I received a sad correspondence this week from a widower – the wife of a man I had worked for several years ago: Chuck McCarthy. I was lucky enough in that employment to have served with him at a historical and (little known) beautiful gem of a park: Little Basin (recently becoming a state park).
Little Basin is a local oasis hidden in the mountains adjacent to one of our state’s most famous parks; Big Basin. After being home to a Native American tribe for many years, the land became a grazing and logging area, followed by ownership via a well-known Silicon Valley company: Hewlett Packard. The company eventually created a private campground and gathering area for their employees and families and as the company peaked in size and success during the 1980s – so did their facility here. A full-time steward lived on the site at a residence constructed large enough to house this person’s family. They helped oversee the acreage, camps, buildings and recreation areas. Each summer, divisions of HP would hold large picnics with upwards of thousands in attendance during the weekend galas. With those events came the need for fire protection during the peak weekends – hence how I became acquainted with Little Basin throughout the late 80s and early 90s.
After HP’s budgets and size declined significantly, so did the park’s usage. Eventually, it was seen as a financial loss, so the area was gradually deeded to the State of California (there are many more details and involvements but I kept this as a simplified version for time’s sake). The state’s budget was not in a stable enough condition to take this area under their direct care either. So for the first time in modern parks history, a private company was hired to manage and run the park (and along with that to also operate a shuttered park in Sonoma County – Sugarloaf Ridge State Park…that is another beautiful story about a community coming together to save a park. Both Chuck and I had worked there also).
The steward that company hired to oversee the operations of Little Basin was named Chuck McCarthy. He and his family moved into the residence and quickly became known in and around town as the hard-working Jersey guy running that park where most locals had never even visited. He hired several staff members to help with the workload of maintaining the 50 camping sites, cabins, buildings, pump stations, recreational facilities and best of all – the reservoir. The small lake held one of the best kept and guarded fishing secrets in the SLV. The dam had been built generations before for a local water supply to accumulate, with fish eventually populating the waters.
One of the seasonal employees Chuck hired was me. I was intrigued to have the chance to work at such a beautiful place that I had gathered so many fun memories at while with the fire department.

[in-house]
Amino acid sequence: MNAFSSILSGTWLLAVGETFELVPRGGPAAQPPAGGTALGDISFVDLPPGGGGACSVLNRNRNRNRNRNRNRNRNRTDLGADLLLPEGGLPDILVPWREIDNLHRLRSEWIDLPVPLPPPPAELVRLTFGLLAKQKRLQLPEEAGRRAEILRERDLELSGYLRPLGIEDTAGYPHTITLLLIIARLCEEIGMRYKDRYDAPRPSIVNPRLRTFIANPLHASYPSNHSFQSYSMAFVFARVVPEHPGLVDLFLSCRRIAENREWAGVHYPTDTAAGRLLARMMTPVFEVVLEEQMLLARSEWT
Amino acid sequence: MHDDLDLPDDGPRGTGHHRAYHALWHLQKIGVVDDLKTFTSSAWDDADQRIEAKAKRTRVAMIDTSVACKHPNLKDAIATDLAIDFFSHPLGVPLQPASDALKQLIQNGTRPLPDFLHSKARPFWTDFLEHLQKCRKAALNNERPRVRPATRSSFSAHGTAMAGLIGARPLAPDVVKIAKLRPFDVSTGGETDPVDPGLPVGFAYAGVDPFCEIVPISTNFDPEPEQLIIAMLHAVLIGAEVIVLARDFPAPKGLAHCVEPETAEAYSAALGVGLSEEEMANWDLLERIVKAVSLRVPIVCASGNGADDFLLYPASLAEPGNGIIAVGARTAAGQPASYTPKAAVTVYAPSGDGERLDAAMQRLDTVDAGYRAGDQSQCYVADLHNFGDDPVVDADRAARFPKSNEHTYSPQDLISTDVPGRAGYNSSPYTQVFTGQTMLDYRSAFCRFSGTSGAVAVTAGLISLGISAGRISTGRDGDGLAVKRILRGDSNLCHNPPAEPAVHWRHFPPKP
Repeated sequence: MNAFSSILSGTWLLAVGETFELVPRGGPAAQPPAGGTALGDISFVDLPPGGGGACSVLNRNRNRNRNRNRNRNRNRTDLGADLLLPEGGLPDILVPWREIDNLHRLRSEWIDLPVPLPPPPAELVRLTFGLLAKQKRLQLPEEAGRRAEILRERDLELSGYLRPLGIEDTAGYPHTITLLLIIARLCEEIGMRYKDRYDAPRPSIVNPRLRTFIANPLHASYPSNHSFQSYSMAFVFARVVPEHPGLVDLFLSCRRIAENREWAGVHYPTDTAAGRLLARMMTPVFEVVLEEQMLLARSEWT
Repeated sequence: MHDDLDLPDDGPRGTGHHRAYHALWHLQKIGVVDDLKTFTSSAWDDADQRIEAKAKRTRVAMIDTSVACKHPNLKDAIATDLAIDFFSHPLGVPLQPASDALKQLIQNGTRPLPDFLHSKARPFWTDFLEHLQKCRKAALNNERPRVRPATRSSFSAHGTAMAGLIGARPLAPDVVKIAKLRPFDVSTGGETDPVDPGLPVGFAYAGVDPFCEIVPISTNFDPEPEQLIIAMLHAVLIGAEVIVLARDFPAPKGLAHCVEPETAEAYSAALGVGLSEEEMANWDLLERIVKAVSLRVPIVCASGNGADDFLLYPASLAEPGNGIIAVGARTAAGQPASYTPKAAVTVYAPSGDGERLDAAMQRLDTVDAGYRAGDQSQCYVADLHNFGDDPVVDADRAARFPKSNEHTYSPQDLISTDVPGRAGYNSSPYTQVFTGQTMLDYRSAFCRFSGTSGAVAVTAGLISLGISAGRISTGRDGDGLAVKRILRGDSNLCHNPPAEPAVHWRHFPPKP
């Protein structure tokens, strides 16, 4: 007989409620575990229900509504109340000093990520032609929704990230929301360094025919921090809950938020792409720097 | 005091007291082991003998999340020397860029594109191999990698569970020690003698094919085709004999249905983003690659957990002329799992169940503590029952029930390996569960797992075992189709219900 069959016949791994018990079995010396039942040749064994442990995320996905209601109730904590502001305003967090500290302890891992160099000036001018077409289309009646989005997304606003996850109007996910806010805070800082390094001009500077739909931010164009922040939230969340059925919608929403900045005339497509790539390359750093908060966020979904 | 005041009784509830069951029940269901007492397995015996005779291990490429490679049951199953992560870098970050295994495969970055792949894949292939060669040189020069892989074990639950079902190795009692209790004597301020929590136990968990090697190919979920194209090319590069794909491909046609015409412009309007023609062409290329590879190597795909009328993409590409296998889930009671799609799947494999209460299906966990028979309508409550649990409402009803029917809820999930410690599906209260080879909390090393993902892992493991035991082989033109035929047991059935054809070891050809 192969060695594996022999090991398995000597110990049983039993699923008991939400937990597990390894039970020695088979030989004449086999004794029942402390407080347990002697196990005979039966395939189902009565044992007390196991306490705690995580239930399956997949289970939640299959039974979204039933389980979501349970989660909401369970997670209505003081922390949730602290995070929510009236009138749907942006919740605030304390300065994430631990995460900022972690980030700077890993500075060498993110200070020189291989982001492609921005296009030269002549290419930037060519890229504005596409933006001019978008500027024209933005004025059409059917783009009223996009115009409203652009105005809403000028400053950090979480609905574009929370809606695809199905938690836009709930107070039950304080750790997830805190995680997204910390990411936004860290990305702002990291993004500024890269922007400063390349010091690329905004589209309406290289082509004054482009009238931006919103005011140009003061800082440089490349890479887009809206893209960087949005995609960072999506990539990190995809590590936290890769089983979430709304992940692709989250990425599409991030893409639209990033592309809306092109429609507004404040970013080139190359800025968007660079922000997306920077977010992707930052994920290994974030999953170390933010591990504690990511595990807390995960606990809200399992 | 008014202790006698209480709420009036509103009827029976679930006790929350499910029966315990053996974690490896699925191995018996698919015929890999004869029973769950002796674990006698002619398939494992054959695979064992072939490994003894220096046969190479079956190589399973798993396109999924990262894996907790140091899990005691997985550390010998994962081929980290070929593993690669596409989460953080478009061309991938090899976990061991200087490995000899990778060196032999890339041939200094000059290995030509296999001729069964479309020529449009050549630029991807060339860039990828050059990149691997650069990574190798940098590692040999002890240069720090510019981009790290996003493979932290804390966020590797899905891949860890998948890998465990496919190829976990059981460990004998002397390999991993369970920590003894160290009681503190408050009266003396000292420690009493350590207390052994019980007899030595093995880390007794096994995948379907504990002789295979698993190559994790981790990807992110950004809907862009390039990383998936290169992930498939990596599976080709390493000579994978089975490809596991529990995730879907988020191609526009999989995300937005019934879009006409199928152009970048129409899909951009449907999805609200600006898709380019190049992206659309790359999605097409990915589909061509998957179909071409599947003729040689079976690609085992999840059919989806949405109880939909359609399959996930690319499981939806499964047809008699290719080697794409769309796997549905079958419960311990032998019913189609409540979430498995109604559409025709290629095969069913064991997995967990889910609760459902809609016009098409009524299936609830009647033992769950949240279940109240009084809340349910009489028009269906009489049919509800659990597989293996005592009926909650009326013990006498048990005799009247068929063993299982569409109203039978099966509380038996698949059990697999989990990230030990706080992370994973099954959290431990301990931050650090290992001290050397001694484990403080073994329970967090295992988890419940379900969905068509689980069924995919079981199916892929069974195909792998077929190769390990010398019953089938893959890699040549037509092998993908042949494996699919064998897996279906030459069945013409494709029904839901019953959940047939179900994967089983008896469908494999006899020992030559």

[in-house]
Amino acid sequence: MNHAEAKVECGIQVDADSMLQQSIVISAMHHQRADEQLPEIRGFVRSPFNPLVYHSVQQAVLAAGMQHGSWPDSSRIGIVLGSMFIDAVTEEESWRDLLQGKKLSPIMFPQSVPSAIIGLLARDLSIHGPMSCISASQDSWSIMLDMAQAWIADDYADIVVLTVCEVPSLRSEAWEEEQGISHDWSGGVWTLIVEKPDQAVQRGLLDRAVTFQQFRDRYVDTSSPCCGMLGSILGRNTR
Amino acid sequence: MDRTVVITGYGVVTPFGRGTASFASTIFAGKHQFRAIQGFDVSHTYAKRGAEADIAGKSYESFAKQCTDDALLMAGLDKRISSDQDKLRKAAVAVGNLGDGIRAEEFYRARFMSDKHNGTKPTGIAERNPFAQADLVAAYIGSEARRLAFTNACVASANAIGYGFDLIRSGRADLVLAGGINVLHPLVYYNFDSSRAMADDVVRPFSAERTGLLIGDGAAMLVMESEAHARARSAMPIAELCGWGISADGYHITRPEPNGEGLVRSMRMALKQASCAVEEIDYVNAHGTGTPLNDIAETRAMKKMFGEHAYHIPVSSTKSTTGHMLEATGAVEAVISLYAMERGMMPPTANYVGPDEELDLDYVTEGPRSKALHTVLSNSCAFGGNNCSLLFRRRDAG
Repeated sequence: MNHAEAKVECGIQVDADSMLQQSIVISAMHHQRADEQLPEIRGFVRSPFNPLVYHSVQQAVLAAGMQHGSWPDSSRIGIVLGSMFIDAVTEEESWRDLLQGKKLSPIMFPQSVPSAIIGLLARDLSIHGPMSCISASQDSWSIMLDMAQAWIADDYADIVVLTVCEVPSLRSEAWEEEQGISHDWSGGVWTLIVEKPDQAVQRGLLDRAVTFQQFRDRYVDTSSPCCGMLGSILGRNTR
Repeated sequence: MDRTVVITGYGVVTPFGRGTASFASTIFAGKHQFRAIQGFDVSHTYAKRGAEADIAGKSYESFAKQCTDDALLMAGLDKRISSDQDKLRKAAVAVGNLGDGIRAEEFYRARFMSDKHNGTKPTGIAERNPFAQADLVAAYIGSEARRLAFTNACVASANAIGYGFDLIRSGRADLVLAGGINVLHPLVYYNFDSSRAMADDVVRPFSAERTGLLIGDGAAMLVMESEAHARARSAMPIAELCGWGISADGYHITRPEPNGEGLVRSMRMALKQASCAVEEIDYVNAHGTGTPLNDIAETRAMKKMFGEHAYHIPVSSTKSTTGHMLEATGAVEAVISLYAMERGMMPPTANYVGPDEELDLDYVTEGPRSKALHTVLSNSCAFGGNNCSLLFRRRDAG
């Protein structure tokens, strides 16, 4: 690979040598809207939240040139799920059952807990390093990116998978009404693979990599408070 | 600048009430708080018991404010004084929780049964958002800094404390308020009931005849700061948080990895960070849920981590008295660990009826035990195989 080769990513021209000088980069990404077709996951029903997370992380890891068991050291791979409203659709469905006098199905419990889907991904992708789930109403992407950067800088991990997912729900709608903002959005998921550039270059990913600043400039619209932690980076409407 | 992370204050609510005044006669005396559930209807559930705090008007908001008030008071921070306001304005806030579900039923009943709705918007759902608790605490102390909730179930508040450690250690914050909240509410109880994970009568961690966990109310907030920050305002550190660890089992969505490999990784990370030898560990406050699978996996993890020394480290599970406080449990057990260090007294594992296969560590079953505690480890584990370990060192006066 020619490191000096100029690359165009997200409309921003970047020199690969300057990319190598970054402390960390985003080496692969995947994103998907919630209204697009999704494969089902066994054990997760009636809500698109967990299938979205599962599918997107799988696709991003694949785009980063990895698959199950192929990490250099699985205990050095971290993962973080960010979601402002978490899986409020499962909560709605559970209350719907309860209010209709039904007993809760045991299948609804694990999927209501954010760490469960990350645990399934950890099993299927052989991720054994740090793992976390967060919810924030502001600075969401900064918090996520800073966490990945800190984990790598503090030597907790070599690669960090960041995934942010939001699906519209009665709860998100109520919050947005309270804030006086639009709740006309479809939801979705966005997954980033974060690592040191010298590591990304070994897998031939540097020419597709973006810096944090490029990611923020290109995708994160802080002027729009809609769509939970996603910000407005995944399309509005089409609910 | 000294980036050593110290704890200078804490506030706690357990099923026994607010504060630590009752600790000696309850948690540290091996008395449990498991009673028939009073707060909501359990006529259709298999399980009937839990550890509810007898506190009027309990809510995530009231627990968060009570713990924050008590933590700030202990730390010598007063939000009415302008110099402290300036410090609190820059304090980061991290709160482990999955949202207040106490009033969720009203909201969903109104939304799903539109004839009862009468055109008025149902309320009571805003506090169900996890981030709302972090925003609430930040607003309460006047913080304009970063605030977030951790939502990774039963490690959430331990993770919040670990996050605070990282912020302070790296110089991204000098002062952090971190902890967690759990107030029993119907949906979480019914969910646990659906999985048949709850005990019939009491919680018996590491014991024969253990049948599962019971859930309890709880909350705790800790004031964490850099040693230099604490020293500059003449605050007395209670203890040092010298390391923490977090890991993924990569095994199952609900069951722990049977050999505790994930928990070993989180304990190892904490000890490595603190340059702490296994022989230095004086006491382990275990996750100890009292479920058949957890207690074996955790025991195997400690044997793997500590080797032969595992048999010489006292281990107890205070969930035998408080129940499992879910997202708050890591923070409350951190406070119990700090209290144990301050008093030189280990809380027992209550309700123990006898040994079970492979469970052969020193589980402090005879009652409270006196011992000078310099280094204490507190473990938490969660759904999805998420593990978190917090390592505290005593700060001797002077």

Chuck’s personality was outgoing and forward to say the least. He literally worked his ass off, and even though he was a dedicated company man (United Camps, Conferences and Retreats – UCCR) he loved working at the park just for the sake of bettering the site. He had been working there for only a couple of years, but he cared about keeping that park running and making it a successful hybrid for the State to embrace and support. Even though I volunteered to take a 2-month assignment at Sugarloaf later that summer in 2012, he and I had become decent friends.
After returning to my assignment at Little Basin, Chuck confided in me he was battling cancer. His stories of Jersey and adventures in life were tall, amazing and he had the scars to prove them. I saw this as another task he would take on and defeat in his journey. Even though the seasonal workload was over, I would keep tabs on his progress. When he chose to move back east to be closer to home during his fight, I would inquire with trusted staff at LB to check on his progress – and rumor had it he was fighting it.
Almost one year to the day of losing my dad to cancer, I received an email. Chuck was roughly the same age as me, and as we have all heard too many times in all of our lives, Chuck was gone. I wish I could have attended his memorial wherever that was because I had some fun stories only those of us at Little Basin could know. One even involved me catching the main field on fire and Chuck literally sprinting to the rescue (the whole story is so worth retelling someday).
I understand in my old age now how people come and go throughout your life, but this time he will be one of those that sticks with me. He had some grand plans for that park, and I sincerely hope they all happen someday. Sadly, his most important place to relax and forget the world was the reservoir. He and I would have some meaningful talks there looking over the colorful waters. The powers that be well above our heads decided it would be safer to drain the lake quietly – which they did recently. It still seems criminal to me destroying such beauty (and their reasons will – spare the term – never hold water with me..nor Chuck.)
Hence I have included several pictures of what an amazing place it used to be – knowing the memories I have there of many friends and family I shared times with at that lake – and of one other dude who hired me and allowed me to have one of the most amazing summers of my life – thanks Chuck…here is a picture of my family doing the exact thing we all loved to do even though it was “not allowed anymore”.